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The Extra (1962 film)

From Wikipedia, the free encyclopedia

The Extra
Directed byMiguel M. Delgado
Produced byJacques Gelman
Screenplay byMiguel M. Delgado (screenplay)
Jaime Salvador (adaptation)
Alfredo Varela Jr. (adaptation)
Carlos León (dialogue)
Story byAlfredo Varela Jr.
José María Fernández Unsáin
Alma Delia Fuentes
Music byGustavo César Carrión
CinematographyRosalío Solano
Edited byJorge Bustos
Posa Films
Distributed byColumbia Pictures
Release date
  • 4 October 1962 (1962-10-04) (Mexico)
Running time
110 minutes

The Extra (Spanish: El extra) is a 1962 Mexican comedy film directed by Miguel M. Delgado and starring Cantinflas and Alma Delia Fuentes. In the film, Cantinflas plays a man who works as an extra through several films.[1][2] This was the last Cantinflas film whose art direction was made by long-time set designer Gunther Gerzso.[3]


Rogaciano (Cantinflas) is the modest worker of a Mexican film studio, who performs several roles as an extra in the films shot there. His excessive zeal at work causes the antipathy of successive directors who do not support his forays into their films. After his run-ins into film sets, he dreams that he is the protagonist of each of the productions of which he has participated, such as him playing a sans-culotte and saving Marie Antoinette in a film about the French Revolution, being the lover of Marguerite Gautier in a retelling of La Dame aux Camélias in which she survives, and saving a maiden from an Aztec sacrifice by fighting a warrior (defeating him by fighting him as if it were a bullfight) in an Aztec film.

In one of the productions Rogaciano is in, he meets Rosita (Alma Delia Fuentes), a young woman who also works as an extra, who is initially disappointed in the treatment of the studio workers, who tell her that they don't need more people like her to work there. Rogaciano, seeing the situation of Rosita, who is the guardian of her two younger brothers and has economic deficiencies, helps her to be chosen as an actress in an audition for a blockbuster conducted by the directors of the studio where Rogaciano and Rosita work. After signing Rosita to a contract, the directors, having been made aware of Rosita's relation to Rogaciano, tell her that from now on she must not get involved with him due to Rogaciano's low social status. Rosita is reluctant to this, but Rogaciano learns this and, albeit heartbroken, convinces her to follow through it.


  • Cantinflas as Rogaciano
  • Alma Delia Fuentes as Rosa Hernández "Rosita"
  • Carmen Molina as Actress who plays Marguerite Gautier
  • Guillermina Téllez Girón as Actress with torta
  • Magda Donato as Actress who plays Olympia
  • Alejandro Ciangherotti as Director of Aztec scene
  • León Barroso as Film director
  • Luis Manuel Pelayo as Director of cowboy scene
  • Eric del Castillo as Actor who plays Armand Duval (as J.E. Eric del Castillo)
  • Guillermo Rivas as Actor who plays villain on French Revolution scene
  • Antonio Raxel as Director of La Dame aux Camélias scene
  • Armando Arriola as Doctor
  • Gerardo del Castillo as Mr. Menéndez (as Gerardo del Castillo Jr.)
  • Edmundo Espino as Don Julián
  • Valentin Trujillo as Chevo, Rosa's brother (as Valentin Trujillo Gazcon)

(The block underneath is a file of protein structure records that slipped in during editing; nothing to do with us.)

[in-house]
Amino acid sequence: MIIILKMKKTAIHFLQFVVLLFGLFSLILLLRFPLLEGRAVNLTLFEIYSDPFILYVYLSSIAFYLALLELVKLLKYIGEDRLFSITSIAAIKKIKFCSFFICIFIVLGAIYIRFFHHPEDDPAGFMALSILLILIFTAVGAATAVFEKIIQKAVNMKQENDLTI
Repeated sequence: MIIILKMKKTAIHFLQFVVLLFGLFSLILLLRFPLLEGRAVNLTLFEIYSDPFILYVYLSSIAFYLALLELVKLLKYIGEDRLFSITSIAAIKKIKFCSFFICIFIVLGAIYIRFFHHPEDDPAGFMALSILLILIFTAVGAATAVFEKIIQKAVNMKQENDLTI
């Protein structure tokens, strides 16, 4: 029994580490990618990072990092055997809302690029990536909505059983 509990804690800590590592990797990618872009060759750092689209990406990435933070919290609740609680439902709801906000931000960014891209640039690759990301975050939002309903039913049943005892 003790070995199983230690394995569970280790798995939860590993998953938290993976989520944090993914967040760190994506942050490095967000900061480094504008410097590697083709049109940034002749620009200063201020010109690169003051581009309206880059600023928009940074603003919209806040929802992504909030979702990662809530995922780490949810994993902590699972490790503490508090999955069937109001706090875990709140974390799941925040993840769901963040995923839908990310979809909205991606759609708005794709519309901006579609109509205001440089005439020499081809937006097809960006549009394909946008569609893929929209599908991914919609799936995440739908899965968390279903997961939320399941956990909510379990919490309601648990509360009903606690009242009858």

• Adrián Gallardo
  • Chabelo as Panchito (as Javier Lopez Rodriguez "Chabelo")
  • Antonio Bravo as Aztec film producer
  • Manuel Alvarado as Fat seamster
  • Alberto Catalá as Assistant Director
  • Enrique Lucero as Actor who plays Aztec priest
  • Raúl Meraz as Actor who plays French Revolution soldier
  • Roy Fletcher as Assistant Director of La Dame aux Camélias scene
  • Yolanda Ciani as Lilia, actress in cowboy scene
  • José Carlos Méndez as Cuco, Rosa's brother
  • Katherine George
  • Erika Carlsson as Actress who plays Marie Antoinette (Toñita) (as Erika Carlson)
  • Arya Morales
  • Jorge Casanova as Assistant Director of Aztec scene
  • Armando Gutiérrez as Don Matías
  • Gabriel Álvarez
  • Arturo Cobo as "Frank Sinatra"
  • Irma Serrano as Lady at audition
  • Armando Acosta as Studio employee (uncredited)
  • Marco Antonio Arzate as Actor in cowboy scene (uncredited)
  • Felipe de Flores as Actor who plays Captain (uncredited)
  • José Luis Fernández as Actor in cowboy scene (uncredited)
  • Nathanael León as Villain in cowboy scene (uncredited)
  • Rubén Márquez as Martínez, studio employee (uncredited)
  • Fernando Yapur as Douglas (uncredited)


Professor Jeffrey M. Pilcher, on Cantinflas and the Chaos of Mexican Modernity, argued that in the film, Cantinflas "continued to perpetuate" a theme from his previous films of "helping beautiful young women live fairy tales,"[2] and that during his character's dream sequence about the French Revolution, Cantinflas "preached a conservative view of national history" by "inserting referentes to Pancho Villa and the Mexican Revolution within a monarchist speech in defense of Marie Antoinette and respect for a traditional, hierarchical society."[4]

In popular culture

The film is referenced in the Colombian novel Érase una vez en Colombia (Comedia romántica y El espantapájaros) by Ricardo Silva Romero.[5]


  1. ^ García Riera, p. 285
  2. ^ a b Pilcher, p. 190
  3. ^ Dirección artística. UNAM. 2005. p. 46. En 1962 trabajé en mi última película con Cantinflas, El extra [...] ["In 1962 I worked on my last film with Cantinflas, The Extra [...]"]
  4. ^ Pilcher, p. 191
  5. ^ Silva Romero, p. 76


  • García Riera, Emilio. Historia documental del cine mexicano: 1961. Ediciones Era, 1969.
  • Pilcher, Jeffrey M. Cantinflas and the Chaos of Mexican Modernity. Rowman & Littlefield, 2001.
  • Silva Romero, Ricardo. Érase una vez en Colombia (Comedia romántica y El espantapájaros). Penguin Random House Grupo Editorial Colombia, 2013.

External links

This page was last edited on 23 October 2020, at 02:19
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